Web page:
Eye movement desensitization and reprocessing (EMDR) is a type of psychotherapy used to treat or stop the development of disorders caused by trauma from experiencing distressing or negative events such as combat, rape, or death. The goal of inpatient EMDR treatment is to process stressful memories in order to reduce their influence and allow patients to create better, healthier coping mechanisms. The theory behind EMDR treatment presumes that when a person experiences a traumatic event, the associated memories and stimuli overwhelm normal coping strategies, causing them to be improperly processed and stored in an isolated “memory network.” The EMDR treatment attempts to remedy this by allowing the patient to correctly process the memory.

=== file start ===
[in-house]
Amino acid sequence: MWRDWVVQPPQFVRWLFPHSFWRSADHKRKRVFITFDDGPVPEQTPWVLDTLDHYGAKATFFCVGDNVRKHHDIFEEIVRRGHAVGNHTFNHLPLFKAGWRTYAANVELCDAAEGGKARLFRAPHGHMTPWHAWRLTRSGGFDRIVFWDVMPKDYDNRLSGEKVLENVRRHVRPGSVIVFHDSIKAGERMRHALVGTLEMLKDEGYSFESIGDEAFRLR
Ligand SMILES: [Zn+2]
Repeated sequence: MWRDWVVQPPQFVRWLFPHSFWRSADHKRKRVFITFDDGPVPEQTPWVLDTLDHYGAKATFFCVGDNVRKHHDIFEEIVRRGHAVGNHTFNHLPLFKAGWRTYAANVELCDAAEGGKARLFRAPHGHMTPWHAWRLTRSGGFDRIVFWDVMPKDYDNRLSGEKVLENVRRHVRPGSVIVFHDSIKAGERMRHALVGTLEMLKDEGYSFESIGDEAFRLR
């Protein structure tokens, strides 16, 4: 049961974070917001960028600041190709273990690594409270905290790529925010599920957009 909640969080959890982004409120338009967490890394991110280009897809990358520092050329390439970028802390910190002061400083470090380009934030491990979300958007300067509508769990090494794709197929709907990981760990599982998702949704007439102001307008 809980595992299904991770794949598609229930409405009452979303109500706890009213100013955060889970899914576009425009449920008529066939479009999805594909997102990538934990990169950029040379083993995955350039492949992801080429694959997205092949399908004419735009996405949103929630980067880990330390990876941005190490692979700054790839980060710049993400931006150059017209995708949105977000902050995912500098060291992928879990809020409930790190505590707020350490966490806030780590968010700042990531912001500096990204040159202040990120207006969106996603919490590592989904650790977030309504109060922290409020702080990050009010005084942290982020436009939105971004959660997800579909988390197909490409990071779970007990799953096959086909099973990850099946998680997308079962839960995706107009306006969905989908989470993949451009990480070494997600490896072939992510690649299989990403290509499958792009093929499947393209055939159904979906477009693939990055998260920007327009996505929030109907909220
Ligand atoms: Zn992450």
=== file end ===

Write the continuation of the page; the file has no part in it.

Inpatient EMDR treatment uses eight phases addressing the past, present, and future effects of a traumatic memory. In the first two phases, the patient and doctor discuss the patient’s history as well as the structure of the upcoming treatment. Poorly adaptive beliefs are identified and the patient chooses a “safe place” memory to return to when a session is particularly stressful. Phases three and four revolve around the patient identifying the negative memories and thought processes, focusing on them, and using positive memories and the “safe place” to help reduce the negative feelings associated with the traumatic event. The therapist gets the patient to follow a moving object with his or her eyes, and the patient describes thoughts and feelings that surface. In the final phases, the therapist checks for physical pain, stress, or discomfort that may have arisen during the treatment, debriefs the patient, and re-evaluates the week’s findings in order to adjust the plan of the next meeting accordingly.